When Fiske died he was working on volume two of his history, Chess in Iceland and in Icelandic Literature. It was never published, but I've consulted volume one quite heavily while writing my current book, The Ivory Vikings, which argues that the world famous Lewis chessmen were carved in Iceland by a woman artist around the year 1200. I didn't have to visit the Fiske Icelandic Collection to read Fiske’s book—it’s now available on the Internet—but librarian Patrick Stevens graciously searched the archives to answer the many questions I emailed him. The technology may have changed, but the Fiske Icelandic Collection remains the library of my dreams. I'm proud to say it contains every one of my own books about Iceland.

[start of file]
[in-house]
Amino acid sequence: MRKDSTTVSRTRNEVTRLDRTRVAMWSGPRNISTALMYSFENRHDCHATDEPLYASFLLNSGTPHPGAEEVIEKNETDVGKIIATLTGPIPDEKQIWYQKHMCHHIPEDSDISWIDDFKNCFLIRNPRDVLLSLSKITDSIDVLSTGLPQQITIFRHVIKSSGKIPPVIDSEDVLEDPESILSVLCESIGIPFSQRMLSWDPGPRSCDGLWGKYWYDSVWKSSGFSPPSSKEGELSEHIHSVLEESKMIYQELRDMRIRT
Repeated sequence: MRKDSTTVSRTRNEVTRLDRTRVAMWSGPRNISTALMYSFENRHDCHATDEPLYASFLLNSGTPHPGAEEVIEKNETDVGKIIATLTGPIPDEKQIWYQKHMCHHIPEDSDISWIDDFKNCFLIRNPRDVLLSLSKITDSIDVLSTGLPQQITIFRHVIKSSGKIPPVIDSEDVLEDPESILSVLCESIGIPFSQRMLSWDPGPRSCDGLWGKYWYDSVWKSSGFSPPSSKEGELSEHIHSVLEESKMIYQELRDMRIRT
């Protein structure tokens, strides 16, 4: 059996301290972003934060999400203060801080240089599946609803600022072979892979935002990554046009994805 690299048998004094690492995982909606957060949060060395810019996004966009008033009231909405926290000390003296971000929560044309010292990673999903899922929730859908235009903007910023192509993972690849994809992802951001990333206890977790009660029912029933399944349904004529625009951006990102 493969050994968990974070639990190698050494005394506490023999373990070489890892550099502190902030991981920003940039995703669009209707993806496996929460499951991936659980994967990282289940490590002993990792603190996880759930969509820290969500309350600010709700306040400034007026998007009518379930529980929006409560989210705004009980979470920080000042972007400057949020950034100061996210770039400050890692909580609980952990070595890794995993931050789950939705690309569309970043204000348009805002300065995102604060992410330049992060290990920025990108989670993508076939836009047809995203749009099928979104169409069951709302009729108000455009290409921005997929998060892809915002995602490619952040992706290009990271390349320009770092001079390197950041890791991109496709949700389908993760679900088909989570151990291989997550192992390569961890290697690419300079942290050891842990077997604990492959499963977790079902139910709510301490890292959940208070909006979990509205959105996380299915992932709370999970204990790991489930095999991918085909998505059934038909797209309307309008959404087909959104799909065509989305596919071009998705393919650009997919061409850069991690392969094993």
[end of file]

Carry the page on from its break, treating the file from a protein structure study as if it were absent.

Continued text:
To learn more about the Fiske Icelandic Collection, a good place to start is the website of Cornell's Division of Rare and Manuscript Collections, http://rmc.library.cornell.edu/collections/icelandic.html. Links from that page explain how to search the Cornell Library online for its Icelandic holdings, including books, letters, journals, and photographs, many of which can also be viewed online.
Photos here are courtesy of the Cornell University News Service and the Fiske Collection.
|Patrick Stevens (right) receives the Order of the Falcon.|
|Fiske playing chess in Italy c. 1900.|
Photos here are courtesy of the Cornell University News Service and the Fiske Collection.
Wednesday, November 19, 2014
Staðarhús in western Iceland last June: The person closest to her in age was her aunt, Laura Benson.
Laura had arrived that morning from California to teach a group of 60-year-old Americans (and one in her 30s) how to ride an Icelandic horse as part of the America2Iceland tour I was leading. Ayla had come along to help--and to get to know Iceland better.